At the De La Warr Pavilion: One Archive, Three Views

Leonard Freed, Women’s Liberation March at City Hall, NYC, 1970 © Leonard Freed / Magnum Photos

Magnum is possibly the only photographic agency that anybody not particularly interested in photography stands an outside chance of having heard about.  Formed in 1947 and focusing primarily on the human interest side of reportage and documentary its pre-digital archive has 68,000 prints covering the span from its foundation to the internet.  From that vast collection three people have been asked to select images that bring out specific areas of interest.  The result is this excellent exhibition at the constantly engaging De La Warr Pavilion.

Elizabeth Edwards (historian and anthropologist according to the notes) is the only one to clearly itemise her selection.  We get ‘Viewpoints’, ‘Anxieties and Pleasures’, ‘Watching’ and ‘Absorption’.  The distinctions are a little arbitrary and some prints could clearly be in any of the four sections.  What Edwards does well is show how human passions cross the class divides of post-war Britain.  That Magnum way of capturing individual and collective emotions really does come through strongly in this opening third.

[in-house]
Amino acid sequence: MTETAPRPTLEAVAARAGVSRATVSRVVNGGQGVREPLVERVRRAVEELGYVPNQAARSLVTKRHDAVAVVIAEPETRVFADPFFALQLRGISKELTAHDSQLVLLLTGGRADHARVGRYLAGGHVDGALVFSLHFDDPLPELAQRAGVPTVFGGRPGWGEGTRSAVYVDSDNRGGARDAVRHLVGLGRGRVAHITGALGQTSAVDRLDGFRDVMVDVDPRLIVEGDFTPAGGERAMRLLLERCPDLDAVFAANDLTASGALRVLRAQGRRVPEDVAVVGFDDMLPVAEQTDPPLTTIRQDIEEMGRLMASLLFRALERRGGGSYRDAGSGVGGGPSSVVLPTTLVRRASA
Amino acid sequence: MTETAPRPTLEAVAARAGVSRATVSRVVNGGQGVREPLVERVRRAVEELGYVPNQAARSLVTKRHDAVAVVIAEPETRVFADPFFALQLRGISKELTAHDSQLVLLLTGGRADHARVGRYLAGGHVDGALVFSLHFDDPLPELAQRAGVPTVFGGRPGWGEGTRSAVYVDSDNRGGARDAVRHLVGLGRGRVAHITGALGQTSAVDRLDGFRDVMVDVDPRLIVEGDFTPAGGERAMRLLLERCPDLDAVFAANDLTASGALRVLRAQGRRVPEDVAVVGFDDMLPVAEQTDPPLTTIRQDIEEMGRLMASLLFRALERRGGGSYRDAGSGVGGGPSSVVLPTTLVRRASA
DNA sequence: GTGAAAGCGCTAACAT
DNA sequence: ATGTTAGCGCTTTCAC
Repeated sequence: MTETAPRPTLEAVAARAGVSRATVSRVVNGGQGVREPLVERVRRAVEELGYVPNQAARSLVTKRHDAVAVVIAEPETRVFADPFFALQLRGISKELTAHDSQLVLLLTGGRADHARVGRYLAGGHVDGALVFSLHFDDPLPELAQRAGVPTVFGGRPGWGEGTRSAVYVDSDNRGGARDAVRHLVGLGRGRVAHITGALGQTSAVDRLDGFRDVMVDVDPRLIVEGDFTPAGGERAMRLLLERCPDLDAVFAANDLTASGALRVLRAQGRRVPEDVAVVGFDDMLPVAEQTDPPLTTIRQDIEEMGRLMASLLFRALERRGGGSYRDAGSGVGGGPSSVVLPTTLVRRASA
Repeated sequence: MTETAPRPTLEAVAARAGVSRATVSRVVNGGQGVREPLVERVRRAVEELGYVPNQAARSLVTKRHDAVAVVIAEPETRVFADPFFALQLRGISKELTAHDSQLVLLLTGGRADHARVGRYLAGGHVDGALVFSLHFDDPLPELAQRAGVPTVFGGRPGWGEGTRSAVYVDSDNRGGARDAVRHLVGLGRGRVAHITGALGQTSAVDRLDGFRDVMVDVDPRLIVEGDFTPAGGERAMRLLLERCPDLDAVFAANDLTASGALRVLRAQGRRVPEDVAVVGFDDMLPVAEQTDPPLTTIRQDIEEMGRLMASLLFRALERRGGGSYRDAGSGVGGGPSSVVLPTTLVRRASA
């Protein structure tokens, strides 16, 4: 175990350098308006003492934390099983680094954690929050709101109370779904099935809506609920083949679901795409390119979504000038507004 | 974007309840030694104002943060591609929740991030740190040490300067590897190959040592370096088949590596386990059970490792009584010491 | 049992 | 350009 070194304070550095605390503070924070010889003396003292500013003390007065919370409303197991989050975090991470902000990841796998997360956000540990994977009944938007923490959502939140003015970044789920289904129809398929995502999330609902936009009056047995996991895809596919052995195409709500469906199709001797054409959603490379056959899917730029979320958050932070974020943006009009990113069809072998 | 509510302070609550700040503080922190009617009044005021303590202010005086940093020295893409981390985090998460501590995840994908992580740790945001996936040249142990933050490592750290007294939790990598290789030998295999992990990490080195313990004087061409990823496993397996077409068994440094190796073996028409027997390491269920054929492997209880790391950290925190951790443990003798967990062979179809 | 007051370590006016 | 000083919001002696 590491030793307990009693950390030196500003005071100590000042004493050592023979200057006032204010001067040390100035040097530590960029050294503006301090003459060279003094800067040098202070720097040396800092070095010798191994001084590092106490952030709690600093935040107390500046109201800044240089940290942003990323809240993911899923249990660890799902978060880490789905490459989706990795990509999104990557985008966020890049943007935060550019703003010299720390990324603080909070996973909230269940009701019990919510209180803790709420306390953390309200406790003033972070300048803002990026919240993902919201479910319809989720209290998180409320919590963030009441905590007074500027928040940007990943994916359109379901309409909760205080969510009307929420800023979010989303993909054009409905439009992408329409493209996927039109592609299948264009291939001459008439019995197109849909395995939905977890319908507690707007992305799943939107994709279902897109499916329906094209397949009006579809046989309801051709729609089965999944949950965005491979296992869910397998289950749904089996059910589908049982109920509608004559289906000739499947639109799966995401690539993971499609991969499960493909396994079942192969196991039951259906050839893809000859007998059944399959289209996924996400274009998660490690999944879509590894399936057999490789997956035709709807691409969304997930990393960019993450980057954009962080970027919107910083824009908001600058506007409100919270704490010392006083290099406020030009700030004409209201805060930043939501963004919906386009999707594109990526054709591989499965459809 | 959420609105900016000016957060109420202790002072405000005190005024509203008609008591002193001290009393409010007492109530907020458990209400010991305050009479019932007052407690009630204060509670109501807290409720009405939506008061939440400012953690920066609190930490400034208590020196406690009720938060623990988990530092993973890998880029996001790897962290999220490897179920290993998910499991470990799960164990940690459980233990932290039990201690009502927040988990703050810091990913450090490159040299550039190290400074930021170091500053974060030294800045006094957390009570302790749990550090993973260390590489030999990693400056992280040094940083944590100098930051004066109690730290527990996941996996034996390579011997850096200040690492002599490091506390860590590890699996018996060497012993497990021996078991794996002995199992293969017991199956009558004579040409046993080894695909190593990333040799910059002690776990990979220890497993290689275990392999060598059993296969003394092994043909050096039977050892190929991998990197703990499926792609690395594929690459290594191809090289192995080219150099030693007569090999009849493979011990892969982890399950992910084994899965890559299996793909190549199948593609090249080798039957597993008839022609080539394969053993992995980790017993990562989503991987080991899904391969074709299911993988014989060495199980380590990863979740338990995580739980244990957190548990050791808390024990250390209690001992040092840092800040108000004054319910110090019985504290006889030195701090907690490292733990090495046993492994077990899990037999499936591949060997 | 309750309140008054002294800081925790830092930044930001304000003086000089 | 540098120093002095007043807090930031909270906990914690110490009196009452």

The next section has been chosen by photographer Hannah Starkey.  The opening image is a self portrait by Eve Arnold.  Already this feels different.  Arnold’s shot is not reportage in the way that what has gone before is.  It is a hidden moment revealed by photography.  And that, in some way, is Starkey’s motivation.  She uses the archive to show a narrative of women’s era. It is a very engaging selection and perhaps the one out of the three that would reward multiple viewings.

The final portion is curated by artist Uriel Orlow.  His concern is the people on the margins – best summed up by possibly the most striking image in the whole exhibition: Philip Jenes Griffiths’ shot of marines landing on a beach in Vietnam – immediately in front of three local young women who watch with various levels of interest whilst they sunbathe.  Again, the standard is high, and the images beautiful in their documentary black and white way.

All in all this is a very smart way of enabling what could be a tired archive – Oh look, dear, it’s another Chris Steele-Perkins shot, I wonder if it’s Blackpool beach again – to be seen again with fresh eyes.  It is revelatory. And at the bargain price of completely free it is well worth a diversion to Bexhill to see.

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